Plus, like China, India is also experiencing mass migration to urban centers like Mumbai, Calcutta, and Delhi. That means fewer farmers growing less food.

And although China and India are by far the biggest consumers of grains and soybeans, they are not the only sources of burgeoning demand for agricultural goods ...

By 2030, there will be another 1.4 billion MORE new mouths to feed from other corners of the globe.

Sub-Saharan Africa is one of the demographic hotspots. The population there is going to explode from 642 million today to 1.4 billion in the next 25 years.

Another factor pushing grain prices higher ...

Three Billion People Are Starting to Eat Meat!

Not only are emerging markets' populations exploding, but their food habits are also quickly changing.

According to the Rural Industries Research and Development Corporation, by 2020 demand for meat, poultry, and dairy products in 12 Asian countries — representing more than HALF the world's population — will soar as much as 55%! Beef consumption will increase by 50% ... pork 30% ... chicken 40% ... and dairy 55%.

Already, since 1985, per capita consumption of animal protein calories in China has more than doubled, rising from 44 pounds to 110 pounds.

Among developing economies around the world, demand for meat has shot higher, DOUBLING in just the last 20 years!

It would be one thing if demand for meat was rising as demand for other foodstuffs such as seafood, grains, even rice, was falling. But that's not happening. Demand for ALL foods is rising across the board.

Moreover, increased demand for meat puts additional upward pressure on grain prices. That's because it takes about two kilograms of feed grain to produce one kilogram of chicken. For pork, it takes three kilos of grain, and for beef, eight.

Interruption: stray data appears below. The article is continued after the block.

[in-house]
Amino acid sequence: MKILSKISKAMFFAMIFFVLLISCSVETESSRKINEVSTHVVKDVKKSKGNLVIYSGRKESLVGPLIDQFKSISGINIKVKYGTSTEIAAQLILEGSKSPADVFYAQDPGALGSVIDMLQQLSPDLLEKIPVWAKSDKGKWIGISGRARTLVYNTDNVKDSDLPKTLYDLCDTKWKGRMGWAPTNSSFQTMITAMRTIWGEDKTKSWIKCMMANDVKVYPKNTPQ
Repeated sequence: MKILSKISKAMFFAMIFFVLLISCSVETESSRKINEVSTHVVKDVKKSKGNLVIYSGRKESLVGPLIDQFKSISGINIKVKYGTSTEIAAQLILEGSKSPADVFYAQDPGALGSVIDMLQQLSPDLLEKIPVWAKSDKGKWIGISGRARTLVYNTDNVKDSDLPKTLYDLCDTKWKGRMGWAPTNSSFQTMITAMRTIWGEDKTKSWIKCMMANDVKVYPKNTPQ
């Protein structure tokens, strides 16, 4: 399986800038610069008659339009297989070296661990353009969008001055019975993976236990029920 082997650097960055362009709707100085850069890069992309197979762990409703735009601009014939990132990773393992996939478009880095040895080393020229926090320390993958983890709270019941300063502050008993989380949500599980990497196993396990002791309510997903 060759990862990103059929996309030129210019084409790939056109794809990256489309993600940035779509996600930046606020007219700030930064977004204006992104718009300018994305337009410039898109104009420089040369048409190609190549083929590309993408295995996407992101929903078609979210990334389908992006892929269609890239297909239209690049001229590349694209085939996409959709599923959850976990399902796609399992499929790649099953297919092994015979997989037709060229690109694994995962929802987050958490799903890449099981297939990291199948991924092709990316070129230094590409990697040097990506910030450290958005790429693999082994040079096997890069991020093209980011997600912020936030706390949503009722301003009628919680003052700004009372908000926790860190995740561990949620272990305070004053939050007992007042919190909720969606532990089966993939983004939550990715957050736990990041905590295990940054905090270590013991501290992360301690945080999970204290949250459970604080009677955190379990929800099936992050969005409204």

All told, the anticipated rise in meat demand over the next 13 years will require as much as a 30% increase in global grain production to meet demand.

Bottom line: A rapidly growing population translates into increased demand for food. Changing food habits are compounding the problem. And the falling dollar is like gasoline on the fire.

And my various technical indicators agree with the fundamentals, showing that grain prices could more than double AGAIN in the next two years.

How You Can Take Full Advantage of Higher Food Prices

I have four timely suggestions to help you take full advantage of soaring food prices ...

1. PowerShares Agriculture Fund (DBA) — Consider purchasing this exchange-traded fund or a similar ETF devoted to tracking the prices of the major food groups, especially grains. This particular fund allows you to effectively invest in agricultural commodities, but without having to go into the futures or options markets.

Alternatively, consider purchasing shares in my favorite food companies ...

2. Sadia S.A. (SDA) — a Brazilian food producer with operations in Brazil, Argentina, Chile, Uruguay, Paraguay, and Bolivia. It is one of the largest food companies in the region. Half of its sales come from outside of South America, with Asia and the Middle East particularly large buyers.

3. Archer Daniels Midland (ADM) — an agribusiness giant that grows and processes corn, wheat, soybeans, barley, and other foods. A major player in the industry.

4. Cresud Inc. (CRESY) — An Argentina-based grower of wheat, corn, and soybeans. Cresud also raises beef and dairy cattle.

You should do your own research before you invest in any of these. But as I just showed you, the overall trend of rising food prices looks clear as day, and natural resource investors should not ignore it!

Best wishes,

Larry

P.S. If you want specific buy and sell instructions covering all the natural resource sectors, including follow-ups and flash alerts, subscribe to Real Wealth Report .

This investment news is brought to you by Money and Markets . Money and Markets is a free daily investment newsletter from Martin D. Weiss and Weiss Research analysts offering the latest investing news and financial insights for the stock market, including tips and advice on investing in gold, energy and oil. Dr. Weiss is a leader in the fields of investing, interest rates, financial safety and economic forecasting. To view archives or subscribe, visit http://www.moneyandmarkets.com .